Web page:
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The PlayStation 5 is officially set for a holiday 2020 launch

By Tim Augustin - on 9 Oct 2019, 11:25am

The PlayStation 5 is officially set for a holiday 2020 launch

Say hello to the next console generation!

Sony just dropped some pretty big news in a random Tuesday blog post. Their next-gen console will be called the PlayStation 5, and it has a holiday 2020 release date. The blog post was pretty light on detail, but thankfully WIRED has offered us a closer look at Sony’s next-gen technology. 

First, you have the successor to the PS4’s DualShock 4 controller. The PS5’s new controller, which WIRED thought looked a lot like the DualShock 4, will have haptic feedback and so-called adaptive triggers. This is supposed to provide players with a wider range of physical feedback when playing games, somewhat like the Nintendo Switch Joy Con’s HD Rumble technology. To put things simply, it vibrates better, and in more ways than before. The adaptive triggers refer to the R2/L2 triggers on the PS5 controller, and will allow developers to program the resistance of the triggers. This potentially means more feedback from the game as well, such as when you feel greater tension or resistance when drawing on a bow. 

These new controllers will also come with a better speaker and larger battery, meaning that they will be heavier. The heavier the better, I say, if it means that these controllers will surpass the DualShock 4’s dismal 4 to 8 hours of battery life. For comparison, the Switch Pro Controller lasts up to 40 hours!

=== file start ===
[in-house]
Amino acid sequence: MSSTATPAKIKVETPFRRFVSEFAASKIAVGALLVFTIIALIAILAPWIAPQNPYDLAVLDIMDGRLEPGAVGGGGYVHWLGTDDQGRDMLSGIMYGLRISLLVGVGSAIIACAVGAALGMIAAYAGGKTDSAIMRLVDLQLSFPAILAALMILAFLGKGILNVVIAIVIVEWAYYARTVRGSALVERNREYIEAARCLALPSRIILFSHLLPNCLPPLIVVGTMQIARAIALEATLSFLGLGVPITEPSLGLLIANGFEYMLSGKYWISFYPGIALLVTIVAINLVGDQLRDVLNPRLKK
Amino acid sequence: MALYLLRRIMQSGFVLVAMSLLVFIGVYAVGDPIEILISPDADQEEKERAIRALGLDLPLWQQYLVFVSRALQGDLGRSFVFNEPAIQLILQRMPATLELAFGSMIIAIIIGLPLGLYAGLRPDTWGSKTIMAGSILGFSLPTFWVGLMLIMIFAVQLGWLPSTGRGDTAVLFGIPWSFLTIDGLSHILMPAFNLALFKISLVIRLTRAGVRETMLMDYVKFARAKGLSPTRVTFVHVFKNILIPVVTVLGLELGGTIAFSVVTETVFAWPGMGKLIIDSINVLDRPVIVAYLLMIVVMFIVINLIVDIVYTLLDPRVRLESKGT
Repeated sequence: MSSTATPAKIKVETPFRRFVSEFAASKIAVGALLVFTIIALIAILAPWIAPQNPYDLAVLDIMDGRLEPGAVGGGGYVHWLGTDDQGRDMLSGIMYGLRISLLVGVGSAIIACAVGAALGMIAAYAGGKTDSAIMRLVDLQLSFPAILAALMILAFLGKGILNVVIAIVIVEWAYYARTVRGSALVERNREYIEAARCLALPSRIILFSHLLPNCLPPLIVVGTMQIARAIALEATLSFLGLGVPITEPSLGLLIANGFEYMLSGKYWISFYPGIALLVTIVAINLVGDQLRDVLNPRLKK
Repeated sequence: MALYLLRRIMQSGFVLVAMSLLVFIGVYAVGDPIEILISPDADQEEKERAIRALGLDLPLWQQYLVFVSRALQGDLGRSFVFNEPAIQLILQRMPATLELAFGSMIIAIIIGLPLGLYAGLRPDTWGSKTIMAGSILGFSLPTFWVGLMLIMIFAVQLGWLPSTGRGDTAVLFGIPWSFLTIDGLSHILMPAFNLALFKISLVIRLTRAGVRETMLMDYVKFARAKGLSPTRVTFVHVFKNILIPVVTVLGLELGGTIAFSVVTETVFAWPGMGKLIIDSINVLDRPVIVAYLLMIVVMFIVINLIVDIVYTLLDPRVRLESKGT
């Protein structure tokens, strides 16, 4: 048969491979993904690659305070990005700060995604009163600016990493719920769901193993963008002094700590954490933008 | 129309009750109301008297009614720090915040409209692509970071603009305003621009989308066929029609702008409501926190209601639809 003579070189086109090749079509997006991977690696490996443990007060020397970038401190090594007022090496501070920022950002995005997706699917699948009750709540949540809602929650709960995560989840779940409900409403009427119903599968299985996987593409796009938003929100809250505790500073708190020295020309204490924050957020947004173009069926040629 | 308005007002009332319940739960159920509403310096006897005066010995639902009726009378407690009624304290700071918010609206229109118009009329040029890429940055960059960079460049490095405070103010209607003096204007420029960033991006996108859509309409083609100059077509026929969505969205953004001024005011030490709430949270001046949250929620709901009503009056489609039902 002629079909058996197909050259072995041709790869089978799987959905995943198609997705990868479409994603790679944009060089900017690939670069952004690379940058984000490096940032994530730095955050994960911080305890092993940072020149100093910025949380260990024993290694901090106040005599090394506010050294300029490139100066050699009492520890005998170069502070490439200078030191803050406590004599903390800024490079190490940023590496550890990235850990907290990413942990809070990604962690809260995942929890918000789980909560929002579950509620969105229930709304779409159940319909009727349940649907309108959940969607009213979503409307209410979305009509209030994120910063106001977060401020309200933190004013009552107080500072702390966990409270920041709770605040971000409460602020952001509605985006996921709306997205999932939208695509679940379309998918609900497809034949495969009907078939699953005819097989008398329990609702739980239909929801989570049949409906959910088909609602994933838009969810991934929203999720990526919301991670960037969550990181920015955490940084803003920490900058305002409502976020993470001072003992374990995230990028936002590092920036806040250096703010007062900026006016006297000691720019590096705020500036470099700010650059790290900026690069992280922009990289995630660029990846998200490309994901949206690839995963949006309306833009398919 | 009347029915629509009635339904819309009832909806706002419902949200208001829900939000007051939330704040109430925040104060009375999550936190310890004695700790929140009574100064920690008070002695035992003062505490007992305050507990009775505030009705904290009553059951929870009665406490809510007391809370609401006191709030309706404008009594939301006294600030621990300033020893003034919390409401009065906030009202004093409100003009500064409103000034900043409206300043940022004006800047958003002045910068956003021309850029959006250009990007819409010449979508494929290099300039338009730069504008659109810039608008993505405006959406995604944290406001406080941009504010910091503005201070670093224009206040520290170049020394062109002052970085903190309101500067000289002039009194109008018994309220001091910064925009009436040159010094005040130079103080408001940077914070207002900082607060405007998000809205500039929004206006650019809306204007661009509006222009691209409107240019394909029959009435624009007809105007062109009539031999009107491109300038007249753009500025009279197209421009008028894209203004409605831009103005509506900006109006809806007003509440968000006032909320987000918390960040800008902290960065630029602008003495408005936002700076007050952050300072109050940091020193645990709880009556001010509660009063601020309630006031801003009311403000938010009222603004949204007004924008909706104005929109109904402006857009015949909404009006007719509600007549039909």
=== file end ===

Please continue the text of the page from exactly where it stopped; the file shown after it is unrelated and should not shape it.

The PS5 will have a radically different UI system, where players can receive updates on in-game activities and rewards without even starting up the game. You’ll be able to just look through your home screen and see what missions you can tackle in every game you have installed, kind of like channel surfing. 

In addition, the PS5’s new solid-state drive will improve load times and support modular game installations. What this means is that players can download, install and play individual segments of any game they want. For example, you could download the multiplayer part of Call of Duty and leave the single-player campaign for later. Alternatively, you could just delete the multiplayer segment to make way for the campaign. 

Mark Cerny, system architect for the PS5, wouldn’t give any more information on Sony’s next-gen plans, but he did confirm that there will be hardware support for ray tracing and that Sony won't be relying on software. Bluepoint Games also confirmed that they’re working on a ‘big game’ for the PS5, with all signs pointing to it being a remaster or remake of Hidetaka Miyazaki’s Demon’s Souls.

Earlier this year, Sony also confirmed that the PS5 will have an 8-core third-gen Ryzen CPU and a custom GPU based on AMD's Navi architecture. Other features include support for 8K gaming, or 4K at 120Hz, and backward compatibility with the PS4.

Interestingly, WIRED also mentions that the PS5 devkit they saw looked very similar to the one Gizmodo reported on recently. If that’s the case, that’s one weird-looking console! I like it though – don’t judge me. 

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